3. Nestor, the Long-Eared Christmas Donkey (1977)

Scene from Nestor, the Long-Eared Christmas Donkey.
Rankin/Bass Productions

By the late 1970s, it was apparent that Rankin/Bass was running out of Christmas myths to expand into television specials. Nestor, the Long-Eared Christmas Donkey, their 1977 stop motion film, tells the story of an outcast donkey who experiences a series of traumatic events during the Roman Empire. After being bullied by other animals, left for dead by his owner, and suffering the loss of his mother, Nestor becomes a hero by carrying a pregnant Mary to Bethlehem, where she gives birth to Jesus. Needless to say, Nestor, the Long-Eared Donkey didn’t have the same cultural impact as Rudolph the Red-Nosed Reindeer.

4. The First Christmas: The Story of the First Christmas Snow (1975)

Scene from The First Christmas.
Rankin/Bass Productions

It may have a happy ending, but The First Christmas (1975) is the bleakest movie on this list. An orphaned shepherd named Lucas is taken in by a group of nuns after he’s blinded by lightning. When snow falls during the abbey’s Christmas pageant, Lucas miraculously regains his eyesight and sees snow for the first time. The story swaps Rankin/Bass's signature humor and fantasy for heavy-handed sentimentality, which may be why it didn’t land as well with kids as the company’s other holiday specials. One highlight is a voice performance by Angela Lansbury as the narrator.

5. Jack Frost (1979)

Scene from Jack Frost.
Rankin/Bass Productions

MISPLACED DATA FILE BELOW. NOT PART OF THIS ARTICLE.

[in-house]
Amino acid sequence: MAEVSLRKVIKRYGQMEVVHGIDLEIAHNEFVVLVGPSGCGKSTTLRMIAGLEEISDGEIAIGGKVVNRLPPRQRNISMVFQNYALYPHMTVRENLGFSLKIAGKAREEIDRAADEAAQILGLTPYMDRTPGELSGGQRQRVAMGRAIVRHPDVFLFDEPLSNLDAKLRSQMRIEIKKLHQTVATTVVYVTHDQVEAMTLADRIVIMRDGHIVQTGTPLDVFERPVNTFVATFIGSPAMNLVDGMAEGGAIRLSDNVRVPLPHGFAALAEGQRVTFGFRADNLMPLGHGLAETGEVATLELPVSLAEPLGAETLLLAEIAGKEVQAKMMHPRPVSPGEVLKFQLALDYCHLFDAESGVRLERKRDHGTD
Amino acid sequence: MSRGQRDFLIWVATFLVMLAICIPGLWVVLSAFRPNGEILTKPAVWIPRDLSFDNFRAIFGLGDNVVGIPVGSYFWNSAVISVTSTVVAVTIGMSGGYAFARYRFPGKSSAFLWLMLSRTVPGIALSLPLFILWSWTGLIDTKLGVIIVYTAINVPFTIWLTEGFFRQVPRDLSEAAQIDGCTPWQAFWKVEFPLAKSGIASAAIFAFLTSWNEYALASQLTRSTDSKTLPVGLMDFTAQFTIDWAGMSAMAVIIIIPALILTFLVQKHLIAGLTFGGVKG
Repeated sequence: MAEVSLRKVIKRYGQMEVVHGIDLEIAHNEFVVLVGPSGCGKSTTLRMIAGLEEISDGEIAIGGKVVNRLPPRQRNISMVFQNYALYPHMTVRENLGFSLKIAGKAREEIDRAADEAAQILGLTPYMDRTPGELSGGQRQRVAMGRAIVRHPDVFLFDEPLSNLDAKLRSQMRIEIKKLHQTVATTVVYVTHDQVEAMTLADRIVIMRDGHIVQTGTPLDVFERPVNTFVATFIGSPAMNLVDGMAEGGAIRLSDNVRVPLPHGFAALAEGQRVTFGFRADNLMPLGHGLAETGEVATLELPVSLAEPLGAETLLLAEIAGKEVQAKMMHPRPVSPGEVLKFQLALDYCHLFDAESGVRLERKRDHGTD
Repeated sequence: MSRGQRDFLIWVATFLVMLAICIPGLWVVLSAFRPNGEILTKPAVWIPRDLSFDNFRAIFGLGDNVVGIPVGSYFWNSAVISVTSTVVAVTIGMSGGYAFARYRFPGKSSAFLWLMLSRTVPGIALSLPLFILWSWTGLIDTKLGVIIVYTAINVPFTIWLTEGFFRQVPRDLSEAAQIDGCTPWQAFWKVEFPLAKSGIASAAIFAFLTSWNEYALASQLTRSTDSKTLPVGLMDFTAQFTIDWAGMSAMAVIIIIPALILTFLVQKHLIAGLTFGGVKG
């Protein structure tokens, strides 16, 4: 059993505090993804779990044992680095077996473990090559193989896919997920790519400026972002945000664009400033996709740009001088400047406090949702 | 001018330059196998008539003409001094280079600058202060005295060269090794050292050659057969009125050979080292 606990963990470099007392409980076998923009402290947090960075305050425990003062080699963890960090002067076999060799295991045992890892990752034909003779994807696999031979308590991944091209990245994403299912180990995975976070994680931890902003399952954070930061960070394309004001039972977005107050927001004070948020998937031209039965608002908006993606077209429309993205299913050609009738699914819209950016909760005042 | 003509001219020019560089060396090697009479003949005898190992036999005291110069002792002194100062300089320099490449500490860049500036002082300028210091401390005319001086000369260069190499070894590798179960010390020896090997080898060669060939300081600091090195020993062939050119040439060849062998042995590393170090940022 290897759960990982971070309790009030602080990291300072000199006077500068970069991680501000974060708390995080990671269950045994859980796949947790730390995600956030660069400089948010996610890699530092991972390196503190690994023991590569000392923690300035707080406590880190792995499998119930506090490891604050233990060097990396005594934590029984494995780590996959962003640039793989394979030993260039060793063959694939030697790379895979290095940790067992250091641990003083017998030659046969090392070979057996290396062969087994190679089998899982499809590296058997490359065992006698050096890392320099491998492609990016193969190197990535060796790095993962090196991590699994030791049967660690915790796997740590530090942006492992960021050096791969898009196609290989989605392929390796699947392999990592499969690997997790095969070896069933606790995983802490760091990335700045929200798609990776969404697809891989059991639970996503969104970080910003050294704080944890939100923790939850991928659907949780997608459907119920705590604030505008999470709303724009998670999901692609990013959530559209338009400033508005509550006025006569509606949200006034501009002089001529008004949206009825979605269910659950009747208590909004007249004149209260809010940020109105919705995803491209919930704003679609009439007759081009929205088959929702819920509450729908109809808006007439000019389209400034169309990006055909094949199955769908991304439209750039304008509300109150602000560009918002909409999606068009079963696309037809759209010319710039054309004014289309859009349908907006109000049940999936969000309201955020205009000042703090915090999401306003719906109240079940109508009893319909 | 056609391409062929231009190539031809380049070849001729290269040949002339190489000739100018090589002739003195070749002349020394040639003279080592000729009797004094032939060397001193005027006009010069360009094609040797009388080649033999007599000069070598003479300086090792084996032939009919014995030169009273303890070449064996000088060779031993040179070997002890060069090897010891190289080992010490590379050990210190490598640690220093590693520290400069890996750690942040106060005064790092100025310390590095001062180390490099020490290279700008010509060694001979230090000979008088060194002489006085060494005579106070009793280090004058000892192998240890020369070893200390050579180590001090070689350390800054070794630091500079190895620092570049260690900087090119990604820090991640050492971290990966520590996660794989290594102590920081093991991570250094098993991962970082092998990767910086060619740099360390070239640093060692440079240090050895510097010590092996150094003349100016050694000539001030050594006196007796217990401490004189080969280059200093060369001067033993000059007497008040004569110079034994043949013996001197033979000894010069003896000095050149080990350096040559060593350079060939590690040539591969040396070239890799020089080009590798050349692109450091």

So this film from 1979 is technically a Groundhog Day special, but its connection to winter means it’s usually lumped in with the rest of Rankin/Bass’s Christmas programming. A groundhog named Pardon-Me-Pete (voiced by Buddy Hackett) narrates the story of Jack Frost. After Jack Frost falls in love with a woman on Earth, Father Winter agrees to make him human, with the catch that Jack will turn back into a sprite if he fails to obtain a house, a horse, a bag of gold, and a wife by the first sign of spring. The special is notable for its weird characters, including a villain with a clockwork horse and henchmen. And—spoiler alert!—because Jack doesn’t get the girl at the end, it’s one of the few Rankin/Bass films that doesn’t have a happy ending.

6. Rudolph and Frosty's Christmas in July (1979)

Scene from Rudolph and Frosty's Christmas in July.
Rankin/Bass Productions

In 1979, Rankin/Bass gave two of its most iconic Christmas characters—Frosty the Snowman and Rudolph the Red-Nosed Reindeer—their own movie. The studio was so confident in the product that Rudolph and Frosty's Christmas in July even had a brief theatrical release overseas. But the film has failed to take the place of the original specials in the public consciousness—maybe because seeing snow snakes terrorize Rudolph and watching an evil wizard transform into a tree were too much for younger viewers to handle.

7. Pinocchio's Christmas (1980)

Scene from Pinocchio's Christmas.
Rankin/Bass Productions

The story of Pinocchio may not be the first thing that comes to mind when you think of Christmas, but that didn’t stop Rankin/Bass from turning the classic Italian fairytale into a holiday special. Pinocchio's Christmas (1980) features many of the same themes and characters as The Adventures of Pinocchio—only this version of the tale centers around the puppet’s first Christmas. Santa Claus even makes a cameo appearance.

8. The Stingiest Man in Town (1978)

Scene from The Stingiest Man in Town.
Rankin/Bass Productions